Astrophotography with Fujifilm: Get Stellar Results with Fujifilm APS-C and Medium Format Cameras

I have received an email from a fellow member of our Fujifilm Astrophography facebook group, which said:

I was thinking you could perhaps share some of the pics taken on the FB group “Astrophotography with Fujifilm” that you manage. Lots of awesome pictures there! We often hear you need an expensive full frame camera or big telescope, but that’s just wrong, as this group suggests.

That would be great to attract more Fuji shooters to this group, it’s a very nice community where we help each other and learn from our experiences.

Astro can be daunting for the newbie, but it shouldn’t. Also, there aren’t a lot of Fuji shooters in the astro community, so I’m sure it could spread the virus — the good one!

Oh well, here it is.

Have fun and may this post inspire you to try your luck with the stars, too :).

Images Roundup

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These Guys Left Full Frame Sony, Canon and Nikon for Fujifilm APS-C

Switch to X

Here is a roundup about photographers, who are switching from full frame Sony, Canon and Nikon to Fujifilm X.

Mostly they say that the difference in image quality compared to full frame is negligible. But the difference in ergonomics, functionality, menu system, look, size, beautiful lenses, color science etc is much more significant. These aspects make the real difference and worth it to go with Fujifilm APS-C.

At the end, the most important thing is getting into a system that makes you want to shoot more, and Fujifilm is, for some, the best choice for that. As one of the them said:

There is something about Fujifilm, where they want you to get the most for what you pay for.

And to be clear: if you shoot any other brand, and are happy with it, then you did everything right, and you should not care about what the people below say. You have your needs, and you are right to ignore Fujifilm.

But here we are on a Fujifilm blog, so we talk about people, who shoot Fujifilm.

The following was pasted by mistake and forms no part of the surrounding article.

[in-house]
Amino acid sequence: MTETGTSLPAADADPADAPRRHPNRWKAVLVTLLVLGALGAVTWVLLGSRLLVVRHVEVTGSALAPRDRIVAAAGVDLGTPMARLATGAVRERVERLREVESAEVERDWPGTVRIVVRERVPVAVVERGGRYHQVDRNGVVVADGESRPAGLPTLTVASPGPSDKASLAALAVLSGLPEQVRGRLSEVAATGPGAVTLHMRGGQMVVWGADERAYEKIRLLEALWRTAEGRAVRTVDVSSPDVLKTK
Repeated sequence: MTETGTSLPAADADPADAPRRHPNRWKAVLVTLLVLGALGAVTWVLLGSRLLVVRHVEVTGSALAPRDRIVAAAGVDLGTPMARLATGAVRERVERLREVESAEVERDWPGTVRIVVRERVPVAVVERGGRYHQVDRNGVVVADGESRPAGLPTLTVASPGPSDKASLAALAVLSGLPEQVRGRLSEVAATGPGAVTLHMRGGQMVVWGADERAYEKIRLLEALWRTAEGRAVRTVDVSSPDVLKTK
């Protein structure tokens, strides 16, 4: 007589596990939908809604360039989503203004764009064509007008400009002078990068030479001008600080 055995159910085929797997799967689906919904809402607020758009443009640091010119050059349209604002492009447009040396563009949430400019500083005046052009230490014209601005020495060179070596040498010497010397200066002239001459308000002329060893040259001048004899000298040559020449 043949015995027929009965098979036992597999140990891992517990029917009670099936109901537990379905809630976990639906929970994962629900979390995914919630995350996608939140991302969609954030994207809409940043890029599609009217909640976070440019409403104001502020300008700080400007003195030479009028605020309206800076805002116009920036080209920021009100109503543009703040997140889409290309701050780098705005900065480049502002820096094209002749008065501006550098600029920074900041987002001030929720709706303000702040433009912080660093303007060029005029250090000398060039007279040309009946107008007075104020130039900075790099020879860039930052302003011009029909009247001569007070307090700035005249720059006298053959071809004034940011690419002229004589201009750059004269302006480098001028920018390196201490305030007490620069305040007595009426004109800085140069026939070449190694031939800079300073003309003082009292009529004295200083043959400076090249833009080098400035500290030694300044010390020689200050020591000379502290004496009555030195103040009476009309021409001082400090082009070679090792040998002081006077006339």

Our Owners Groups

Our Facebook Pages

Switch Stories

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Cure Your Bokeh Addiction… or When Too Much Background Blur Removes the Story and Creates Distraction

The Bokeh

We recently posted this story, about a Canon shooter, who tried Fujifilm for the first time, and there was so much she loved about it (starting from the fun using Fuji and the inspiration that comes with it), but one thing she missed: the bokeh she had with her Canon f/1.2 lenses.

So I thought to dedicate an own article to the “bokeh-discussion”, starting from two youtube videos below, that I have summed up for you.

And to give it all are more light and fun touch, I’ll share also the recent Camera Conspiracies video :).

I just remind you, that for the ultimate bokeh Fujifilm is going to release the Fujinon XF 50mm f/1.0.

  • fujirumors.com  – Fujinon XF 50mm f/1.0 Accurate Size Comparison with XF 56mm f/1.2 and XF 50mm f/2

Camera Conspiracies

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Sensor Size Sweet Spot is APS-C and not Full Frame, Claim These Industry Insiders

The Ideal Sensor Size

Yeah, let’s do it. Let’s stir up the spirits, and for one more glorious time, jump fully into the sensor size debate.

The trigger?

And article by DL Cade form Petapixel, who had a talk with Richard Butler (DPR) and Bill Claff (Photons to Photos), about:

  • Why Full Frame is perceived as the “serious” format
  • What is the “ideal” sensor size

The first can be answered with the popularity of 35mm in the film era.

But in modern digital times, is full frame really the sweet spot? DL Cade, Richard and Bill answer the following in this article:

DL Cade goes for APS-C:

I still believe there is a best sensor for “most people” and that this sensor is not full-frame. This sensor is APS-C. […] the performance to size to cost ratio falls into a sweet spot that neither Micro Four Thirds nor full-frame can match.

take the Fuji X-T3, which is a bit closer in price and weight to the a7 III, selling for only $500 less and weighing only 0.25lbs less. In the video department, the Fuji can already record 4K/60p 4:2:0 10-bit internally; Sony can’t even do that over HDMI. And it, too, shoots at a faster 11fps in 14-bit RAW, can capture up to 30fps electronically with an additional 1.25x crop, and benefits from a large selection of high-quality, compact lenses designed for APS-C.”

Richard Butler says:

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One Year After Leaving Full Frame and Shooting Weddings with Fujifilm X-T3 – Did it Work?

Fujifilm for Weddings

Reggie Ballesteros switched from full frame to Fujiiflm APS-C, and after one year of work, he sums up his experience in a 34 minutes long video (see below).

His camera of choice is the Fujifilm X-T3 (now with big savings)

Down below a summary:

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